Universal Basic Income

What is a Universal Basic Income?
• A universal basic income (UBI) is an unconditional and universal right. It requires that every person should have a right to a basic income to cover their needs, just by virtue of being citizens.
•   The Economic Survey (ES) 2016-17 says the time has come to think of UBI for a number of following reasons
•    Social Justice – An UBI promotes many of the basic values of a society which respects all individuals as free and equal.
•   Poverty Reduction – Conditional in the presence of a well-functioning financial system, a Universal Basic Income may simply be the fastest way of reducing poverty.

Agency – The poor in India have been treated as objects of government policy. An unconditional cash transfer treats them as agents, not subjects.
•  By taking the individual and not the household as the unit of the beneficiary, UBI can also enhance agency, especially of women within households.

•  Administrative Efficiency –  It is a way of ensuring that state welfare transfers are more efficient so that the state can concentrate on other public goods.

What are its basic principles?

  • The main features of UBI are that it should be universal and not targeted, it should be unconditional and not tied to work or employment, and it should be in cash.
  • UBI is envisaged as a method of redistribution of resources from the rich to the poor.
  • It is envisaged as providing all persons (especially, the poor) with an income to lead a dignified life, with basic needs taken care of.
  • The UBI proposed in the ES is hostile to each of these objectives.

What are the flaws in proposed UBI?

  • The first wrong committed by the ES is that its proposal constitutes an attack on welfare schemes.
  • The ES wants UBI not to supplement, but to replace, all existing social welfare schemes.
  • European scholar Mr Parijs says, that while fighting towards greater income security, we must not neglect the importance of providing people with quality basic education and health care.
  • It is thus technically and ethically wrong to compare the costs and benefits of UBI with those from a range of subsidies relating to food and nutrition (PDS, school meals, ICDS), education etc., as is done in ES.
  • The second wrong is, the argument that the UBI should also replace all current in-kind (such as food subsidies) and cash transfers (such as maternity benefit).
  • The third wrong is the ES’s assertion that “UBI is not framed as a transfer payment from the rich to the poor.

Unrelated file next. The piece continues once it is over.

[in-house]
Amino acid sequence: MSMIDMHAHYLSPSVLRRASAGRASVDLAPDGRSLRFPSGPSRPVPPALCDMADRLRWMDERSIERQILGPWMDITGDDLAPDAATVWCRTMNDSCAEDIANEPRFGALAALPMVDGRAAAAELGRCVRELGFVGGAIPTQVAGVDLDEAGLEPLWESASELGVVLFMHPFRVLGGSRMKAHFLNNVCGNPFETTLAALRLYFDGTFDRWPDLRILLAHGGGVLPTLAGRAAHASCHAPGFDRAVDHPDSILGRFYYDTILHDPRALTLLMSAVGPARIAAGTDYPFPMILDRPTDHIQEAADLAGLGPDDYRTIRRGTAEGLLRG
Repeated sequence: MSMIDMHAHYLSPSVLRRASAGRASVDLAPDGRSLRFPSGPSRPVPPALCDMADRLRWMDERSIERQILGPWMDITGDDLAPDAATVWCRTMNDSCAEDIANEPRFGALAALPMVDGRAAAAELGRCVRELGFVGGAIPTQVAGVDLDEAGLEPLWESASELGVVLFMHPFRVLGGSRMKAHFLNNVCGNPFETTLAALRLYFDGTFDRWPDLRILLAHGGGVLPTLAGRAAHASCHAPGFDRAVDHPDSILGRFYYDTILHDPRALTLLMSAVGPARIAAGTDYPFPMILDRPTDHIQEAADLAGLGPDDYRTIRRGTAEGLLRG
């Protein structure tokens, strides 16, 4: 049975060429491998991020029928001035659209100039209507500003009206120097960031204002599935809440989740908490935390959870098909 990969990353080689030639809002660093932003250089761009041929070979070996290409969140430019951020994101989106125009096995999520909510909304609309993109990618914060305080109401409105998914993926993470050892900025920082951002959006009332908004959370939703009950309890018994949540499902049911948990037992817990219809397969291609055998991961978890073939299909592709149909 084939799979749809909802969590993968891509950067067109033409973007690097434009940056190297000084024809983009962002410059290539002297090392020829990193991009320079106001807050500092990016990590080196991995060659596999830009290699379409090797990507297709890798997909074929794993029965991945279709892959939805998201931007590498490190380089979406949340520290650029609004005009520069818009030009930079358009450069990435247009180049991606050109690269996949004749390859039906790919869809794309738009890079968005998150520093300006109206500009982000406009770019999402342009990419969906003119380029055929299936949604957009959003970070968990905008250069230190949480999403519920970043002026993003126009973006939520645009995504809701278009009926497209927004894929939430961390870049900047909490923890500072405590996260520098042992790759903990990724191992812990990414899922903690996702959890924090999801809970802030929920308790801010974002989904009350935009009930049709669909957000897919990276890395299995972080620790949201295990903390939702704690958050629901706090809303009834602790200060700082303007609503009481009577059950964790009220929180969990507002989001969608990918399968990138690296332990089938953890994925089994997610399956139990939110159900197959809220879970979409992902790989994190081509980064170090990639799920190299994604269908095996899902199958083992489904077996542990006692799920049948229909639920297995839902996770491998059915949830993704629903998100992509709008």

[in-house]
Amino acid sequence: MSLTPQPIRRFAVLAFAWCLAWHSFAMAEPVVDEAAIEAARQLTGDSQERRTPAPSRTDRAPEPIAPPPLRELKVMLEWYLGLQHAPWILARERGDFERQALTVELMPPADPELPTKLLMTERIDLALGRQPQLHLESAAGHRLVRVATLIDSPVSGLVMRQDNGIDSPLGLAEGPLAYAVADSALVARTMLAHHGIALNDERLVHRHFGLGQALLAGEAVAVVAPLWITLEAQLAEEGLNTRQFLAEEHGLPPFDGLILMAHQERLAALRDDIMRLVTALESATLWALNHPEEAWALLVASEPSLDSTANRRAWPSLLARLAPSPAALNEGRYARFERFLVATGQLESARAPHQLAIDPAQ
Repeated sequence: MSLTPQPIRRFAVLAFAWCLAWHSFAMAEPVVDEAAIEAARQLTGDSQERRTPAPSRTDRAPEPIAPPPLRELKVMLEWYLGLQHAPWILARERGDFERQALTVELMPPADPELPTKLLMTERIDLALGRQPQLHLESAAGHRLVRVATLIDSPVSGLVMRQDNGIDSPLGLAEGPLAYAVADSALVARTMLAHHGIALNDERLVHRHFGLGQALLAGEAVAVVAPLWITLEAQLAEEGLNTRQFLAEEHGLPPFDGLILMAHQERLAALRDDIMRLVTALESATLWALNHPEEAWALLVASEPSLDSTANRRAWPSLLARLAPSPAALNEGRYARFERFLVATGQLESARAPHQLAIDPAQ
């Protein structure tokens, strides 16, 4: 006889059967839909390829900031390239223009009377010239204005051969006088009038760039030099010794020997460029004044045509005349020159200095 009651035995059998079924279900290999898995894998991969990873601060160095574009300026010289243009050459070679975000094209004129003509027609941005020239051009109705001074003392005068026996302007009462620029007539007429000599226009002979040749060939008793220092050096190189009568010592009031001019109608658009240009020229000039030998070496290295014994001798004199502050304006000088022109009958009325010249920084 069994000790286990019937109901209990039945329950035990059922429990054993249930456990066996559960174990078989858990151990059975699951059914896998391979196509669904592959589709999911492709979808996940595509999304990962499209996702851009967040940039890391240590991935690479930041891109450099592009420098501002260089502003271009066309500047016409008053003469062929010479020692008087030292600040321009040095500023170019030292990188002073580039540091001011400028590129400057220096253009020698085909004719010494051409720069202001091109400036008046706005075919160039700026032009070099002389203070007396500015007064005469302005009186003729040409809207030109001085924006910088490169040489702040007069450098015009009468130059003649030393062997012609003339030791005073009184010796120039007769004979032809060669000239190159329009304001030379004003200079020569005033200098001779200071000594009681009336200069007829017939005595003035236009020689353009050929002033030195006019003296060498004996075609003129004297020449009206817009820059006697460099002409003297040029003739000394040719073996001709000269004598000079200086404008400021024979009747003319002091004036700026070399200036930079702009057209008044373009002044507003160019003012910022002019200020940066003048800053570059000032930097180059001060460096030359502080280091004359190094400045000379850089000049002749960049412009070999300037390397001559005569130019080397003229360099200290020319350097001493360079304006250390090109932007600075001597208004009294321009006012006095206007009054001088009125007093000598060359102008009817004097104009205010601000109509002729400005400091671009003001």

• A basic income needs resources. Thus, the comparatively rich would need to pay both for their own basic income and for much of the basic income of the comparatively poor.
  • While the basic income is given to all, the manner in which the basic income is funded has to ensure that society transfers resources from the rich to the poor.
  • The ES also does not propose any new resource mobilisation or taxation to meet the goal of UBI.
  • Rather, it says the existing programmes will have to be cut to fund the universal basic income. There is no intention of making the rich pay for the basic income.

What are the justifications provided by ES?

  1. UBI reduces the incentive to work – The levels at which universal basic income are likely to be pegged are going to be minimal guarantees. Thus they are unlikely to crowd incentives to work.
  2. Should income be detached from employment? Any society where any form of inheritance or accepting nonwork-related income is allowed already detaches income from employment.
  3. Should income be unconditional, with no regard to people’s contribution to society? Individuals, in most cases, contribute to society. In fact, UBI can also be a way of acknowledging non-wage work-related contributions to society.

What a genuine UBI would entail?

  • UBI equivalent to the expected income transfer under MGNREGA itself would cost Rs. 510,000 crore.
  • This is more than 10 times the allocation in the current Budget for MGNREGA (Rs. 48,000 crores).
  • Resource mobilisation has to increase ten-fold for India to afford the universal basic income without cutting back on other social welfare programmes.
  • Unless the government seriously increases tax resources, the proposal for a universal basic income is at best a fantasy idea.


Source: Economic Survey & The Hindu


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